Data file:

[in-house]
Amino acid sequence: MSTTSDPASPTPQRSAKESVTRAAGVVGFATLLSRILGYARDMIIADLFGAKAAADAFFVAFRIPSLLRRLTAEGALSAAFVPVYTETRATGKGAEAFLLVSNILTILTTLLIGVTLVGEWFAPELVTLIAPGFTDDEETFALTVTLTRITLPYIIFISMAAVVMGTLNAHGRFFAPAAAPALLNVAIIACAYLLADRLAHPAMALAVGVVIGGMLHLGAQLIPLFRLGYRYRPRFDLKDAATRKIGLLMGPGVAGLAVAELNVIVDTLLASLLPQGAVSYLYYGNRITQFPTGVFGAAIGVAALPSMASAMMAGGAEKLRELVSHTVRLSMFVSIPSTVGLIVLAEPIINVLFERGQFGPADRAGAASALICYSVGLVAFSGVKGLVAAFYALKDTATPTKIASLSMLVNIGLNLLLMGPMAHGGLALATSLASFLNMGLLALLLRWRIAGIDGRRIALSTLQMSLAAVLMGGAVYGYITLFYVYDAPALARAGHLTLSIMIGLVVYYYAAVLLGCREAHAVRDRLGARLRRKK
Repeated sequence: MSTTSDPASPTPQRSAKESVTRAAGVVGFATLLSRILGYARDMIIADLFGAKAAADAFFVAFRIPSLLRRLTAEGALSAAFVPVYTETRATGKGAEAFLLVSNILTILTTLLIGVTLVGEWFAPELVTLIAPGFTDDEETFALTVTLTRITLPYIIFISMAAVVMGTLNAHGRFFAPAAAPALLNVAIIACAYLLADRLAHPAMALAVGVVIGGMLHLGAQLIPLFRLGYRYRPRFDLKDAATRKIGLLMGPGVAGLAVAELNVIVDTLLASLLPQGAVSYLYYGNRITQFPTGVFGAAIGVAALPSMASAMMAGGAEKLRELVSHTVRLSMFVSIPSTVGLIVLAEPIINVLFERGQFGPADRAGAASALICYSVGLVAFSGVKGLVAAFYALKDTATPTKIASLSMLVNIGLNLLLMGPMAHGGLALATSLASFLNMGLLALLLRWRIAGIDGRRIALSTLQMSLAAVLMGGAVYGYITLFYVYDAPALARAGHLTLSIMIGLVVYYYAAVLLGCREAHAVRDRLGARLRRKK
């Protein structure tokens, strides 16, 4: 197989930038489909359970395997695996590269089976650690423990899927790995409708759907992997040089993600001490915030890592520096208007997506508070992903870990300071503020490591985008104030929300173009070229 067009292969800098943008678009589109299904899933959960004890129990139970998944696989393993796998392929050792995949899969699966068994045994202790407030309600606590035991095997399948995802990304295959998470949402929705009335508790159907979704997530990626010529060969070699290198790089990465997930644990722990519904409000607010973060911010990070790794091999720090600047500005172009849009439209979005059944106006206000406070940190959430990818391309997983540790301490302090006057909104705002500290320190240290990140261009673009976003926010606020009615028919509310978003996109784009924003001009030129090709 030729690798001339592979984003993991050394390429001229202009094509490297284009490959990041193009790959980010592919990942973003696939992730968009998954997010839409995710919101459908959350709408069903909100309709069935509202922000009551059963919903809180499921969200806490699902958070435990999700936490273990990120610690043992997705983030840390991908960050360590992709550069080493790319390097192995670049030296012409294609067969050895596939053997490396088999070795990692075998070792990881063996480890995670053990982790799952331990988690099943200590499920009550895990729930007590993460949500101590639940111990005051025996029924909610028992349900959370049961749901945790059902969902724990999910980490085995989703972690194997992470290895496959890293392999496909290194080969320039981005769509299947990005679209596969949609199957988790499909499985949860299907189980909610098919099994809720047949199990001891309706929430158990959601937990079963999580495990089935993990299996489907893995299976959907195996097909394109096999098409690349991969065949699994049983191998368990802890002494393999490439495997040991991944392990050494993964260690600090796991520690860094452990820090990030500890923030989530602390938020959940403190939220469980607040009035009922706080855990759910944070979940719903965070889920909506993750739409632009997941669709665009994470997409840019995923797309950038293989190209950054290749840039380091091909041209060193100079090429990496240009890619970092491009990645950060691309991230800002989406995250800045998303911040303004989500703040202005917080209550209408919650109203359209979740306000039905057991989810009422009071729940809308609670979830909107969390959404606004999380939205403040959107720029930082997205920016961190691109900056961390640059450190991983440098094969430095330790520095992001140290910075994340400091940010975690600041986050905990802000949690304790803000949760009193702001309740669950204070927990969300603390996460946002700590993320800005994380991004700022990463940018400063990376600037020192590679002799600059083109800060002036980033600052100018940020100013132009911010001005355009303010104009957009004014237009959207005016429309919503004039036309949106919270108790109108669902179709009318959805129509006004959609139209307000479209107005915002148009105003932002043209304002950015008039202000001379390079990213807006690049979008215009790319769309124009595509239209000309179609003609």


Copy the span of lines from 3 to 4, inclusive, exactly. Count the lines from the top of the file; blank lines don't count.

Repeated sequence: MSTTSDPASPTPQRSAKESVTRAAGVVGFATLLSRILGYARDMIIADLFGAKAAADAFFVAFRIPSLLRRLTAEGALSAAFVPVYTETRATGKGAEAFLLVSNILTILTTLLIGVTLVGEWFAPELVTLIAPGFTDDEETFALTVTLTRITLPYIIFISMAAVVMGTLNAHGRFFAPAAAPALLNVAIIACAYLLADRLAHPAMALAVGVVIGGMLHLGAQLIPLFRLGYRYRPRFDLKDAATRKIGLLMGPGVAGLAVAELNVIVDTLLASLLPQGAVSYLYYGNRITQFPTGVFGAAIGVAALPSMASAMMAGGAEKLRELVSHTVRLSMFVSIPSTVGLIVLAEPIINVLFERGQFGPADRAGAASALICYSVGLVAFSGVKGLVAAFYALKDTATPTKIASLSMLVNIGLNLLLMGPMAHGGLALATSLASFLNMGLLALLLRWRIAGIDGRRIALSTLQMSLAAVLMGGAVYGYITLFYVYDAPALARAGHLTLSIMIGLVVYYYAAVLLGCREAHAVRDRLGARLRRKK
């Protein structure tokens, strides 16, 4: 197989930038489909359970395997695996590269089976650690423990899927790995409708759907992997040089993600001490915030890592520096208007997506508070992903870990300071503020490591985008104030929300173009070229 067009292969800098943008678009589109299904899933959960004890129990139970998944696989393993796998392929050792995949899969699966068994045994202790407030309600606590035991095997399948995802990304295959998470949402929705009335508790159907979704997530990626010529060969070699290198790089990465997930644990722990519904409000607010973060911010990070790794091999720090600047500005172009849009439209979005059944106006206000406070940190959430990818391309997983540790301490302090006057909104705002500290320190240290990140261009673009976003926010606020009615028919509310978003996109784009924003001009030129090709 030729690798001339592979984003993991050394390429001229202009094509490297284009490959990041193009790959980010592919990942973003696939992730968009998954997010839409995710919101459908959350709408069903909100309709069935509202922000009551059963919903809180499921969200806490699902958070435990999700936490273990990120610690043992997705983030840390991908960050360590992709550069080493790319390097192995670049030296012409294609067969050895596939053997490396088999070795990692075998070792990881063996480890995670053990982790799952331990988690099943200590499920009550895990729930007590993460949500101590639940111990005051025996029924909610028992349900959370049961749901945790059902969902724990999910980490085995989703972690194997992470290895496959890293392999496909290194080969320039981005769509299947990005679209596969949609199957988790499909499985949860299907189980909610098919099994809720047949199990001891309706929430158990959601937990079963999580495990089935993990299996489907893995299976959907195996097909394109096999098409690349991969065949699994049983191998368990802890002494393999490439495997040991991944392990050494993964260690600090796991520690860094452990820090990030500890923030989530602390938020959940403190939220469980607040009035009922706080855990759910944070979940719903965070889920909506993750739409632009997941669709665009994470997409840019995923797309950038293989190209950054290749840039380091091909041209060193100079090429990496240009890619970092491009990645950060691309991230800002989406995250800045998303911040303004989500703040202005917080209550209408919650109203359209979740306000039905057991989810009422009071729940809308609670979830909107969390959404606004999380939205403040959107720029930082997205920016961190691109900056961390640059450190991983440098094969430095330790520095992001140290910075994340400091940010975690600041986050905990802000949690304790803000949760009193702001309740669950204070927990969300603390996460946002700590993320800005994380991004700022990463940018400063990376600037020192590679002799600059083109800060002036980033600052100018940020100013132009911010001005355009303010104009957009004014237009959207005016429309919503004039036309949106919270108790109108669902179709009318959805129509006004959609139209307000479209107005915002148009105003932002043209304002950015008039202000001379390079990213807006690049979008215009790319769309124009595509239209000309179609003609």